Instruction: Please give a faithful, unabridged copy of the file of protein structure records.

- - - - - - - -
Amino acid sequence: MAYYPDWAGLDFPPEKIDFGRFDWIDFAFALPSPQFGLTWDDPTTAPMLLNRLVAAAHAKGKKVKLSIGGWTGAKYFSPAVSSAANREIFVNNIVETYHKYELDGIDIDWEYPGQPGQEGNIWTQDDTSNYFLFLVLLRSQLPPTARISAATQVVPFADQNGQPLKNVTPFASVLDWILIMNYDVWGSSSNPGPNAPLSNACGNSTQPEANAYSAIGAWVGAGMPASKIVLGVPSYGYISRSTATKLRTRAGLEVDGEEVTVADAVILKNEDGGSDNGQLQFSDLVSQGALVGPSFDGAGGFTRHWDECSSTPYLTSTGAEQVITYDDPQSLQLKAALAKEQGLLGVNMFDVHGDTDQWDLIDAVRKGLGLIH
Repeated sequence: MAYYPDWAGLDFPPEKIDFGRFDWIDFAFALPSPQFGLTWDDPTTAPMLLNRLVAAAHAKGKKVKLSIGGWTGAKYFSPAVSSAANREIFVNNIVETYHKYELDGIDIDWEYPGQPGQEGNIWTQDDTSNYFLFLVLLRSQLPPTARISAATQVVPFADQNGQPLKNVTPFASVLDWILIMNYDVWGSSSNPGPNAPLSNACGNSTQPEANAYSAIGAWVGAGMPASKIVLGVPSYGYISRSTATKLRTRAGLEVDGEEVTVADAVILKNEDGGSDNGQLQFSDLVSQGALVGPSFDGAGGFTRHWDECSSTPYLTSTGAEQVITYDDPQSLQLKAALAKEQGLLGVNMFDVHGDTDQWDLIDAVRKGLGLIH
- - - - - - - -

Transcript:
Amino acid sequence: MAYYPDWAGLDFPPEKIDFGRFDWIDFAFALPSPQFGLTWDDPTTAPMLLNRLVAAAHAKGKKVKLSIGGWTGAKYFSPAVSSAANREIFVNNIVETYHKYELDGIDIDWEYPGQPGQEGNIWTQDDTSNYFLFLVLLRSQLPPTARISAATQVVPFADQNGQPLKNVTPFASVLDWILIMNYDVWGSSSNPGPNAPLSNACGNSTQPEANAYSAIGAWVGAGMPASKIVLGVPSYGYISRSTATKLRTRAGLEVDGEEVTVADAVILKNEDGGSDNGQLQFSDLVSQGALVGPSFDGAGGFTRHWDECSSTPYLTSTGAEQVITYDDPQSLQLKAALAKEQGLLGVNMFDVHGDTDQWDLIDAVRKGLGLIH
Repeated sequence: MAYYPDWAGLDFPPEKIDFGRFDWIDFAFALPSPQFGLTWDDPTTAPMLLNRLVAAAHAKGKKVKLSIGGWTGAKYFSPAVSSAANREIFVNNIVETYHKYELDGIDIDWEYPGQPGQEGNIWTQDDTSNYFLFLVLLRSQLPPTARISAATQVVPFADQNGQPLKNVTPFASVLDWILIMNYDVWGSSSNPGPNAPLSNACGNSTQPEANAYSAIGAWVGAGMPASKIVLGVPSYGYISRSTATKLRTRAGLEVDGEEVTVADAVILKNEDGGSDNGQLQFSDLVSQGALVGPSFDGAGGFTRHWDECSSTPYLTSTGAEQVITYDDPQSLQLKAALAKEQGLLGVNMFDVHGDTDQWDLIDAVRKGLGLIH